Former Japanese leader Shinzo Abe was assassinated with a homemade firearm in a country that has some of the strictest gun laws in the world.
Pictures from the attack on the Japanese leader appear to show the killer — identified as 41-year-old military veteran Tetsuya Yamagami — tossing the black tape-covered homemade firearm moments after gunning down the ex-prime minister.
The weapon remained near the assassin’s feet as security tackled him to the ground — while others started attempts to save Abe, 67, who bled to death from two deep gunshot wounds, including one in the neck.
The images show what appears to be a rudimentary double-barrelled shotgun, with two tubes taped together atop a wooden body and a black handle.
The “craft-made” firearm appeared to be similar to a Civil War-era musket, in which the gunpowder or the propellant is loaded separately to the bullet projectile, according to N.R. Jenzen-Jones, the director of Armament Research Services, a specialist arms investigations firm.
Military officials told public broadcaster NHK that Yamagami had been in the Maritime Self-Defense Force for three years — from 2002 to 2005 — and was “frustrated” with Abe.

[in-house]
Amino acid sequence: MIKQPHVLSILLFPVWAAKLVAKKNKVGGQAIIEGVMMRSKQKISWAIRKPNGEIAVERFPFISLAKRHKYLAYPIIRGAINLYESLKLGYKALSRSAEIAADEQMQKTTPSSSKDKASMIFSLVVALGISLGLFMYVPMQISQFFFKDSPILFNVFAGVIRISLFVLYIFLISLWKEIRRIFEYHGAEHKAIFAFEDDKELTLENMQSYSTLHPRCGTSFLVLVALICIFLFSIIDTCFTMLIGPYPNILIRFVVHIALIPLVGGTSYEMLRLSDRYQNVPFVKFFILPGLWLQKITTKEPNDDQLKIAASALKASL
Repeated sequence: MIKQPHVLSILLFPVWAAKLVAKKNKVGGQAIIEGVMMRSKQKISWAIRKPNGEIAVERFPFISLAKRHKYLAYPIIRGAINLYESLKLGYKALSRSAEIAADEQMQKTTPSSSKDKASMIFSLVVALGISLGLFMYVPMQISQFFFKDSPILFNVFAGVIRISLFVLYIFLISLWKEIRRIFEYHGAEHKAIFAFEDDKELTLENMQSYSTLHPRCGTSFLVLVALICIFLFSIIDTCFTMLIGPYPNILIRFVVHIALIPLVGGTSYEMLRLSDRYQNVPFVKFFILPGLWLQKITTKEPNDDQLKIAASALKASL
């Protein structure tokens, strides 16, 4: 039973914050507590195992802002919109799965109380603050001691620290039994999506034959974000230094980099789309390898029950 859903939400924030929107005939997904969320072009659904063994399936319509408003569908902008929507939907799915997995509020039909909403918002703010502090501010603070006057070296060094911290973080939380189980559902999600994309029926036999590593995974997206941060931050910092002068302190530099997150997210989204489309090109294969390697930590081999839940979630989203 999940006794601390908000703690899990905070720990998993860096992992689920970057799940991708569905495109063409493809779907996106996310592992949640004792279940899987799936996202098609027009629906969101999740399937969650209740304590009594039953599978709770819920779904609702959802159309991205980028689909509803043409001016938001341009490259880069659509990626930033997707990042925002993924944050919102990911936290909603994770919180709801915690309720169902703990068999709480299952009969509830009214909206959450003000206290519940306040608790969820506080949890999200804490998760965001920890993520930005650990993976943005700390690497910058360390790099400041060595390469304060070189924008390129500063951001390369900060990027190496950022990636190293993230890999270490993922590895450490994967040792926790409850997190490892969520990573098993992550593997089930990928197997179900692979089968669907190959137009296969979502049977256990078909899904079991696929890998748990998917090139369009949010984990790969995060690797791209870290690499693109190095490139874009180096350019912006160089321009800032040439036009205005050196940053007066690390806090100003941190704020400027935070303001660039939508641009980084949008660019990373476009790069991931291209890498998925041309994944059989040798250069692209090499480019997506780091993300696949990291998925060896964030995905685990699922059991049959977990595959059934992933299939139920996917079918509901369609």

Police found several possible explosives during a raid on Yamagami’s home, and the suspect confessed that he had “manufactured multiple pistols and explosives so far,” NHK said.
Other local reports said that he told cops he initially planned to blow up Abe, but decided to instead build a gun because he feared a bomb was less reliable.
The shooting was particularly shocking in a country that prides itself on having some of the strictest gun laws in the world.
Private citizens are barred from owning handguns, and licensed hunters may own only rifles — and even then only after attending classes, passing a written test and undergoing a mental health evaluation and background check.
Shootings, when they occur, typically involve “yakuza” gangsters using illegal weapons. When mass killings do take place in Japan, as when 19 people were murdered at a facility for mentally disabled people in 2016, they tend to be carried out with knives.
Despite having a population of 125 million, Japan had just 10 gun-related criminal cases last year, resulting in one death and four injuries, according to police. Eight of those cases were gang-related.
“Firearms legislation in Japan is very restrictive, so I think what we’re seeing here, with what’s probably a muzzle-loading weapon, is not just an attempt to circumvent the control of firearms, but also the strict control of ammunition in Japan,” said Jenzen-Jones, the arms investigations specialist.